God created us to fill the earth and subdue it (Genesis 1:28; 9:1). He created us to worship Him and rule the world. But the people of Babel said, “No thanks. We’d rather stay in Babel and make a name for ourselves.” They wanted the recognition, and were willing to trade nobility for it.

It is amazing what we pay for our pride. God made us in His image, reflecting His glory. But we’d rather others notice us, and the image of God is dulled.

Daily Prayer

Heavenly Father, God of glory, You are so very much worthy of my devotion and praise. I see Your handiwork in creation, I sense Your majesty in myself made in Your image. But most of all, I see You in Your Son, Jesus Christ. The authority of heaven blended with the humility of grace. Born in a manger, died on a cross, You rule on the throne of heaven.

May I follow You so closely that Your ways become mine. To be first, be last. To serve rather than be served. To be a praise giver, not a getter. To love You and others.

Amen

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Genesis 4-7

Daily Reading

Genesis 4-7

Daily Thought

In Genesis 4, Cain and Abel each bring an offering to God, an offering of fruit and of a firstborn lamb respectively. God found Abel’s acceptable, but why not Cain’s?

When I worship, my heart must be in it. It must include true faith and a character of humility and devotion. The Lord said to Cain, “If you do well, will you not be accepted?” (Genesis 4:7) Fruit or flock was not the issue, but Cain’s attitude. There was no contrition, no faith, no love or adoration. It was, at best, an offering of duty, and more likely one of greed and rivalry and pride. Cain gave in hopes of getting.

The warning is in verse 7, “And if you do not do well, sin is crouching at the door. Its desire is for you, but you must rule over it.” Sin has a life of its own, crouching as a beast waiting to spring and strike and devour. It craves repetition until it takes hold and becomes a habit. My dad always said, “The problem with kittens is they grow up to be cats.” My dad did not like cats. How often we keep little sins as little pets – they grow up.

Daily Prayer

My wonderful God, may my life be the first thing I bring to You as an offering, as worship. I shall love You with all that I am, my heart and soul and mind and might. And sin I shall hate. You are going to have to help me with this. Please, do whatever it takes.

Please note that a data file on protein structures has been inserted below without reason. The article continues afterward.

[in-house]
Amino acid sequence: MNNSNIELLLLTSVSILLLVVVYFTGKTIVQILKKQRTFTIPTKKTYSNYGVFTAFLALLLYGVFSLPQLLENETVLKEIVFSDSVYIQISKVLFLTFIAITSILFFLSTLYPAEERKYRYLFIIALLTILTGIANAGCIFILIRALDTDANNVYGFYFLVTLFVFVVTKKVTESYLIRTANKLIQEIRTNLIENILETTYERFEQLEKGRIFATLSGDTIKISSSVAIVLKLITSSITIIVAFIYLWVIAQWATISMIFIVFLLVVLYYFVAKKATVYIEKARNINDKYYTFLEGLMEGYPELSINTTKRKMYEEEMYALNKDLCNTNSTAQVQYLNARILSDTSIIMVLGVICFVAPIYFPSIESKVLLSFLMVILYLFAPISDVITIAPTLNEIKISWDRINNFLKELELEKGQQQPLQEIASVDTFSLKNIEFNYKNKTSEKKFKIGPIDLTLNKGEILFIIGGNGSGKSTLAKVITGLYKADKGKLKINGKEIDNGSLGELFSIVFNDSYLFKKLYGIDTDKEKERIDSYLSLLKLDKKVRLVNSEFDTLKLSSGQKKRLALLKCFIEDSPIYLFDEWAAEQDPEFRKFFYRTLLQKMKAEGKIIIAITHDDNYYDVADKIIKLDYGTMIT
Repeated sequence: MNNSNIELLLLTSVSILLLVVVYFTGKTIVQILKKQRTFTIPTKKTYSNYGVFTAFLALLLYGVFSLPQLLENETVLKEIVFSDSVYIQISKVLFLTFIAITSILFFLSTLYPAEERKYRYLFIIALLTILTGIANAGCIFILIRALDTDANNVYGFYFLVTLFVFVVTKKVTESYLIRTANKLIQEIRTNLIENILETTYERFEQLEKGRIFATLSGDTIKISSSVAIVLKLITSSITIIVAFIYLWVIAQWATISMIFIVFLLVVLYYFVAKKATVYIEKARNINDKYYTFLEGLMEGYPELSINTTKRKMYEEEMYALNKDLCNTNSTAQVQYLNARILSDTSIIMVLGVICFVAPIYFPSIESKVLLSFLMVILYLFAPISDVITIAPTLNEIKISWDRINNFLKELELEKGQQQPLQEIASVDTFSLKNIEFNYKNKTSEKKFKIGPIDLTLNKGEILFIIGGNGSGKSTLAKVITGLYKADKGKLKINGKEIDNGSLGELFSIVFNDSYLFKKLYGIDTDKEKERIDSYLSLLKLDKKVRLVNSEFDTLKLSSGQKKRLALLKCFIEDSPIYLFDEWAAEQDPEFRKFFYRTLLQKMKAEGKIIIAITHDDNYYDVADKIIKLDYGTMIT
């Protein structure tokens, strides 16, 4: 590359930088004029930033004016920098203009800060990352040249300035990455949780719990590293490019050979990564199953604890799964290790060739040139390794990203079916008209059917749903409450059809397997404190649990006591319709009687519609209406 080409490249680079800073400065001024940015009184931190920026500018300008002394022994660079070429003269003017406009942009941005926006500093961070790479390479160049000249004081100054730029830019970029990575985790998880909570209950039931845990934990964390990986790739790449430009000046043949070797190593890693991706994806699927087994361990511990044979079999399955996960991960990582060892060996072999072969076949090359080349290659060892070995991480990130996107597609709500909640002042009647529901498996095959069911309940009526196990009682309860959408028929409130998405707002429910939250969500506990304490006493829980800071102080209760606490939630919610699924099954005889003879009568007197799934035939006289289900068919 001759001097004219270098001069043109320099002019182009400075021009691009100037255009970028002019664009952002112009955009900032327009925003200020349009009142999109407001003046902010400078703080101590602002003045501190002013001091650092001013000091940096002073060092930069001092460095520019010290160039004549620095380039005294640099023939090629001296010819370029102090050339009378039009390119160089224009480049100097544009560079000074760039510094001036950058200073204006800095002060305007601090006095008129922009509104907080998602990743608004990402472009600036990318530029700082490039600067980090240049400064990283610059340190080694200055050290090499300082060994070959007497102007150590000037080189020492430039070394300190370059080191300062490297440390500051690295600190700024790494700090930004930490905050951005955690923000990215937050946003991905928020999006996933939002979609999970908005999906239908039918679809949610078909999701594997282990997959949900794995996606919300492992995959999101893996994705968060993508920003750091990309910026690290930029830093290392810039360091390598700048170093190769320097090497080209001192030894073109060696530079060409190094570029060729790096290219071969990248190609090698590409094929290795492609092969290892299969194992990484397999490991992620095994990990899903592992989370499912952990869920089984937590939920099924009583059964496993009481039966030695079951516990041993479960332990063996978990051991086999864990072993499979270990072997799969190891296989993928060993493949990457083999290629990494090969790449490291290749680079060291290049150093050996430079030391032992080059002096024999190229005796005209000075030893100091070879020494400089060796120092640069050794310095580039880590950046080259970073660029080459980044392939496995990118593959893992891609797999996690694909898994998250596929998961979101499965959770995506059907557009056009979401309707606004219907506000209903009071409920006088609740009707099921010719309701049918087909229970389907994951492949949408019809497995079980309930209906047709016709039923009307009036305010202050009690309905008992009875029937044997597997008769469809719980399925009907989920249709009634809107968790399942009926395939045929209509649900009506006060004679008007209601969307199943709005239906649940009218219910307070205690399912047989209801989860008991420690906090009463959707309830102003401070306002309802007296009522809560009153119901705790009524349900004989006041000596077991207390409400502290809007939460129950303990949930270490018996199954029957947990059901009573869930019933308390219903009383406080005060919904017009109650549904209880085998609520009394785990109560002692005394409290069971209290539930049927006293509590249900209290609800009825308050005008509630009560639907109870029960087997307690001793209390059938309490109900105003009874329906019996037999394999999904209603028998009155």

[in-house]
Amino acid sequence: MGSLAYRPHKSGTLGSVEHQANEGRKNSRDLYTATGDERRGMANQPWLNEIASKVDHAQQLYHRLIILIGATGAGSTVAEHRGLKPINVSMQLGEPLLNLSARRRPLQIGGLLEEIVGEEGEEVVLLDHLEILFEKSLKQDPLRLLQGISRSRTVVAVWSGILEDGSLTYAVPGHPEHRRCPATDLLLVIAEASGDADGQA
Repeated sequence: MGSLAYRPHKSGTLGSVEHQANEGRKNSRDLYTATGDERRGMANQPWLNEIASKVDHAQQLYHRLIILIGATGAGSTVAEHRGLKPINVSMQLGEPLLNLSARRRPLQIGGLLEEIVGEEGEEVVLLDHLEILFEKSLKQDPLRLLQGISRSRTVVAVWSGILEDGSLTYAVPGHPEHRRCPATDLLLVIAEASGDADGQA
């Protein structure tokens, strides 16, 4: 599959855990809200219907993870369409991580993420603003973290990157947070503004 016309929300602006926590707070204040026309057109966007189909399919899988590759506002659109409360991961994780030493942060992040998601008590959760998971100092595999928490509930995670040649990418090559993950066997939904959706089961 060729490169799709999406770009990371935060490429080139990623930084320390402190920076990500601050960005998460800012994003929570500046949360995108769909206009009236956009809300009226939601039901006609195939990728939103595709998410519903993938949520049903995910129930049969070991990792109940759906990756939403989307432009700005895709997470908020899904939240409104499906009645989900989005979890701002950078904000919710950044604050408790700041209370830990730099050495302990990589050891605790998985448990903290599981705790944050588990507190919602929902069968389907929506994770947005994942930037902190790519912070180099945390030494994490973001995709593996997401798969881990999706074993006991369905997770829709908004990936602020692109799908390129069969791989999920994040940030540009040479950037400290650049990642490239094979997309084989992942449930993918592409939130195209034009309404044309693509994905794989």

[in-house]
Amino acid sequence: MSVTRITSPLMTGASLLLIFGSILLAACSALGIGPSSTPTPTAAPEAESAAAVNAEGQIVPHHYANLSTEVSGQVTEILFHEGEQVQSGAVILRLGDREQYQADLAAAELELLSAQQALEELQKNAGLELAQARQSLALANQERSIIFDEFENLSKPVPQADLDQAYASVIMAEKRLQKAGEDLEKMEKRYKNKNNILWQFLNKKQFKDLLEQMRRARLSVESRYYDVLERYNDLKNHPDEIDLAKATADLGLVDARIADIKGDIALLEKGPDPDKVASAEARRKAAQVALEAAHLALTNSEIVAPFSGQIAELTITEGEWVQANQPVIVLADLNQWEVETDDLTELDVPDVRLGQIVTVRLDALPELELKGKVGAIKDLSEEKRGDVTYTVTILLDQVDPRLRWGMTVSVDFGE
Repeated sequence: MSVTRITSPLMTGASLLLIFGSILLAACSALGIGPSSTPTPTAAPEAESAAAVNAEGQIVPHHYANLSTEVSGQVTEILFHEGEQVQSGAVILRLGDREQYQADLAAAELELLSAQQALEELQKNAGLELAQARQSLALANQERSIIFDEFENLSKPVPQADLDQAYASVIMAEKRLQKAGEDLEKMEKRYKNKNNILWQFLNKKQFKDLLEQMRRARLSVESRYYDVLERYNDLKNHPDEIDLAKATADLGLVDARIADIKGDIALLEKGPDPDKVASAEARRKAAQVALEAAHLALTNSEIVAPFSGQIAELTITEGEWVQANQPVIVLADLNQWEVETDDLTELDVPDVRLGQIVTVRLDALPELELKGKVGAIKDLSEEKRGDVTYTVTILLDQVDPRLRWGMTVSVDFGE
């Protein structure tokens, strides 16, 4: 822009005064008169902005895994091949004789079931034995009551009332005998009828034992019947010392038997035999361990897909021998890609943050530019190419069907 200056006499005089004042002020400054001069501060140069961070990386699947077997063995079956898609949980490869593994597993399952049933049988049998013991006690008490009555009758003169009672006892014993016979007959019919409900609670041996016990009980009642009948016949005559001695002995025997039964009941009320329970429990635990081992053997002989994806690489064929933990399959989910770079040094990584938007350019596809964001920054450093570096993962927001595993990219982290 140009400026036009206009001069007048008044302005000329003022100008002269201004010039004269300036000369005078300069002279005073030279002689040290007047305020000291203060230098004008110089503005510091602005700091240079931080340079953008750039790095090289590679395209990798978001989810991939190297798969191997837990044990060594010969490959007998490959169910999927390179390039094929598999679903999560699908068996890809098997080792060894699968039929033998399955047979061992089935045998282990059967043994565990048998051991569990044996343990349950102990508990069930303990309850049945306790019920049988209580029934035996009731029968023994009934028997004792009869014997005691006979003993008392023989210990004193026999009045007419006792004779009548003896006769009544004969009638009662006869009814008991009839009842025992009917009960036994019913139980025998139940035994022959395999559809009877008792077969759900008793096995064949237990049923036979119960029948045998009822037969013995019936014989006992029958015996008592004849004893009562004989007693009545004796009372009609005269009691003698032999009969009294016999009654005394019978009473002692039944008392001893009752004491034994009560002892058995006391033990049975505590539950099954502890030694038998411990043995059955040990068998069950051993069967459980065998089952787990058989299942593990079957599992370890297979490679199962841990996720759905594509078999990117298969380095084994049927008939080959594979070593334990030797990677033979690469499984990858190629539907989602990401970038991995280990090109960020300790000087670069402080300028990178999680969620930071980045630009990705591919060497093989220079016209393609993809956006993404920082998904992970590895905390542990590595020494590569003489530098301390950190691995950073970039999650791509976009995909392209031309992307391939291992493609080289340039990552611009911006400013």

Amen

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Genesis 1-3

Daily Reading

Genesis 1-3

Daily Thought

God says that after eating the forbidden fruit, Adam became like him in knowing good and evil (Genesis 3:22). My children know good and evil because I teach them good and evil (preferring good). Have I been feeding my children the forbidden fruit? Why was eating from the tree of the knowledge of good and evil a bad thing?

The answer lies in the first 4 words of the Bible, “In the beginning God.” This is the worldview Adam and Eve were created into. It was their modus operandi. They did not perceive good and evil, they simply lived in God’s creation in the manner he designed it. They did so without thinking, without choosing. Now that they have eaten the fruit, they get to think about it. Their lust to choose was stronger than their love of living in God’s Eden.

We must teach our children good and evil because Adam and Eve made the knowledge available to us. Ultimately, our goal is not to choose wisely, but to follow closely. In God’s Kingdom to Come, evil is abolished. We will return to “In the beginning God.”

Daily Prayer

Creator God, Loving Father, what a world you created! Awesome and amazing. Thank You for life. It is purely wonderful, meaning it is wonderful when it is pure. I am so sorry for fouling things up, for going my own way, for not following You. So, thank You again for changing my heart. For pursuing me and teaching me to pursue You. For giving me life anew.

I look forward to Your Kingdom. Today and everyday, may I live for, may I follow closely my King, my God, Jesus Christ. My Savior.

Amen

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Revelation 20-22

Daily Reading

Revelation 20-22

Daily Thought

“I am the Alpha and the Omega, the First and the Last, the Beginning and the End.” ~Revelation 22:13